It’s one day before Record Store Day and I find myself carrying a box of 150 assorted 12″ and 7″ records three and half blocks to a small record store in Madison, WI. As I struggle with the box, getting it to the next trash can or newspaper machine to rest on, I start to think about its contents and some of what these little (heavy, but pretty small) round vinyl discs have meant to me over the years.
Everyone remembers their first record. Mine was an old Kinks compilation you know, one of the ones from the late 60s with the old “stereo” logo on it. I thought it was so cool. It looked very “60s English” (probably pressed in Kansas). After opening that first one, smelling the new vinyl and putting it on the family record player, complete with fold out speakers, I was hooked. Buying, selling and trading records became a major part of my life. I loved records so much I even learned how to master them. Back then, everyday was Record Store Day. The first place I would go when I went to a new city was the record store. Whether it was Arcata, CA, Baton Rouge, LA or Salt Lake City, UT, it seemed like you could gauge the vibe of a place by the contents of the record stores.
Fast forward through decades of record company greed, technological advances, exploitation and more record company greed and we find ourselves in a time where most people don’t buy records or own a turntable. Many have grown accustomed to hearing the tinny sound of a chopped, compressed mp3. Don’t even get me started how the lives/careers of independent labels and small record stores have been reduced to trying to make it through the next month.
All this progress and convenience is proving to be problematic for everyone. Even the fat cat record companies are struggling (only making a bunch of money, instead of making tons of money) now that it has become easy and acceptable to “share files” rather than buying music and giving it to your friends. Back in the “good ol’ days” if you wanted to steal music you had to either grab it off the shelf and run or spend the time to put it on a cassette and subsequently deal with the tape hiss and degraded sound quality. Most people were too lazy to steal much music. If they wanted to get off cheap, they could buy a bootleg cassette (or in some cases an LP) but at the very least, economic activity was still occurring.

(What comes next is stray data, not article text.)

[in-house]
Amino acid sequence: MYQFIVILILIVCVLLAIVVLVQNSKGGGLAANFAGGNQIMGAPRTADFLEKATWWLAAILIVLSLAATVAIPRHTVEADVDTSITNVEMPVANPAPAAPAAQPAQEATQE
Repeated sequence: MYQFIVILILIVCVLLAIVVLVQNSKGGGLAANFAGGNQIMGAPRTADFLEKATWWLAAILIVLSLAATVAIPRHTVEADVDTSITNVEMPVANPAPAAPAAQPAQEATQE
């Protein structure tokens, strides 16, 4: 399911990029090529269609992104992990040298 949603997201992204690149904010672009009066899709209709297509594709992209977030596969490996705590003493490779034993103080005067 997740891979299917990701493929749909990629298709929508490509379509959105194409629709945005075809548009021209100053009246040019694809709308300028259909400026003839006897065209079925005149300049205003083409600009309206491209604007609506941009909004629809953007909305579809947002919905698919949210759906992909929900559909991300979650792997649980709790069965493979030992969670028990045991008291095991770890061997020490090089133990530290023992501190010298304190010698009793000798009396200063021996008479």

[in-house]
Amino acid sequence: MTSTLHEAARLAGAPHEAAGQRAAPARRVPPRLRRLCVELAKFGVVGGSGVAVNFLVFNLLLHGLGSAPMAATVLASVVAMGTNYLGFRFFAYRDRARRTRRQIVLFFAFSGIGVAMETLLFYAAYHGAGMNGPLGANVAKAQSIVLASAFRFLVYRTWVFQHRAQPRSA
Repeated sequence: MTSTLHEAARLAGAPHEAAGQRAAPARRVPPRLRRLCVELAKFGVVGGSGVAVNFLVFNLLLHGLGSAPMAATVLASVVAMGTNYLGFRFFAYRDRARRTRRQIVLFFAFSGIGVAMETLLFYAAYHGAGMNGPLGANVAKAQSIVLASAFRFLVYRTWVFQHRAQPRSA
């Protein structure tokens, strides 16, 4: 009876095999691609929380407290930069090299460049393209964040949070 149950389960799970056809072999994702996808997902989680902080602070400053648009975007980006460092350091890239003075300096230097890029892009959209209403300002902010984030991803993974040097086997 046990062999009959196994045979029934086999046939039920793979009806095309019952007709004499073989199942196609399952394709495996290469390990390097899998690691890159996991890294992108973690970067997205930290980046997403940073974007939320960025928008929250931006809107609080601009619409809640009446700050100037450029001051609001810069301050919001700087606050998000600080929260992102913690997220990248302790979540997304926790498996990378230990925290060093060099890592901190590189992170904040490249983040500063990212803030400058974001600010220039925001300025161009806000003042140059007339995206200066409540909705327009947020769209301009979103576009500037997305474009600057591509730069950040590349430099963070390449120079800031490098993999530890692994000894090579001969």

Just when I’m about to slide into the depths of mid-life depression, I am jarred back to the task at hand by the sight of a sandwich board displaying the name of my destination: B-Side Records. I walk in the door, hand over the records and start going through the old wooden bins. As I’m looking for that lost gem of a record, a guy walks through the door dressed in black with a Treasure Isle 7″ label printed on his T-shirt. He walks straight up to the shopkeeper, introduces himself and says that he’s playing tonight and has some “wax” for the store.
I almost cry. This is me twenty years ago. On the most important mission ever, spread the music and make it happen one record and one store at a time. After he finishes his business with the store, I introduce myself and ask him what time he’s playing.
That night I find myself at The Frequency, one of Madison’s great small clubs. I walk in the back room and there he is on the stage alone, bouncing around with his hollow body electric guitar, putting on a show meant for festival size crowds. But as I walk further into the room, I realize that I make up 25% of the audience.
This fact does not have any impact on the show. He eventually wraps up his set with “I’m Eric Blowtorch. Good night”. Now, chances are Eric Blowtorch will never grace the red carpet at the Grammys or sell a million copies of anything but, [insert patriotic music here], he is out there doing his thing, willing to do anything to keep the scene alive. I’ll take one of these guys over ten of the most commercially successful pop artists any day of the week.
So on Saturday, when you’re thinking about what to do, go out to a local record store and dig through the bins. Spend some time and talk to the shopkeepers and employees about stuff you like. Ask them what’s new. Spend a little money and take home something you’ve never heard of. Look for specials and free stuff. Help keep these small but important pieces of our culture alive. If you enjoy it, remember these stores are open all year long. You can go as often as you like. I guarantee you won’t find this interaction and sense of community on iTunes.
Remember: Support local music. Don’t steal it.
Bonus! Check out these cool YouTube clips on how records are made.
And follow this link to a great vintage film on record manufacturing circa 1942.
Image courtesy of vinylrecordsforsale.org